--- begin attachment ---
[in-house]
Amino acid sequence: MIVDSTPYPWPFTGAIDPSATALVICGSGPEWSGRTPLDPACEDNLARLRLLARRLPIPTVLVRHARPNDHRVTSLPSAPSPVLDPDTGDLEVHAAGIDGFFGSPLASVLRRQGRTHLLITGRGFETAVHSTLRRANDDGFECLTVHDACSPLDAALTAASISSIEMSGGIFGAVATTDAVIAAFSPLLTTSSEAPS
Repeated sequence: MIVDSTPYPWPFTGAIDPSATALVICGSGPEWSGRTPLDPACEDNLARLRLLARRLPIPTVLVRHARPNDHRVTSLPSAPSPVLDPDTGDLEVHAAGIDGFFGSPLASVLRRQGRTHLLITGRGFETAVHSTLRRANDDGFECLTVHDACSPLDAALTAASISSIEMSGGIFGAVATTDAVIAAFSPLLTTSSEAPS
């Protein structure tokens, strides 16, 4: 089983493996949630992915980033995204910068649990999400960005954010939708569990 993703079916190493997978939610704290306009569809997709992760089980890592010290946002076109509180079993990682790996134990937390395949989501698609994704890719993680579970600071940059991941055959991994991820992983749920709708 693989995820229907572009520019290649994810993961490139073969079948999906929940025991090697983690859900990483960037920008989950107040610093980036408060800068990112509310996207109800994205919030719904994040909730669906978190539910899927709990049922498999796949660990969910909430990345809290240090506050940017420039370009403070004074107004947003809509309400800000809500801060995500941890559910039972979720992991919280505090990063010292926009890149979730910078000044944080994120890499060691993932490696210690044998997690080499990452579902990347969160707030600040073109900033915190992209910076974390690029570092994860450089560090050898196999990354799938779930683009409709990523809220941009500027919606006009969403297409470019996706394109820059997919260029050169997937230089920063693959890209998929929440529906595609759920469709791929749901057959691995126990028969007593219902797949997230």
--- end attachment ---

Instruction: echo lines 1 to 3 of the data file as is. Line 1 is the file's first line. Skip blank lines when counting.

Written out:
[in-house]
Amino acid sequence: MIVDSTPYPWPFTGAIDPSATALVICGSGPEWSGRTPLDPACEDNLARLRLLARRLPIPTVLVRHARPNDHRVTSLPSAPSPVLDPDTGDLEVHAAGIDGFFGSPLASVLRRQGRTHLLITGRGFETAVHSTLRRANDDGFECLTVHDACSPLDAALTAASISSIEMSGGIFGAVATTDAVIAAFSPLLTTSSEAPS
Repeated sequence: MIVDSTPYPWPFTGAIDPSATALVICGSGPEWSGRTPLDPACEDNLARLRLLARRLPIPTVLVRHARPNDHRVTSLPSAPSPVLDPDTGDLEVHAAGIDGFFGSPLASVLRRQGRTHLLITGRGFETAVHSTLRRANDDGFECLTVHDACSPLDAALTAASISSIEMSGGIFGAVATTDAVIAAFSPLLTTSSEAPS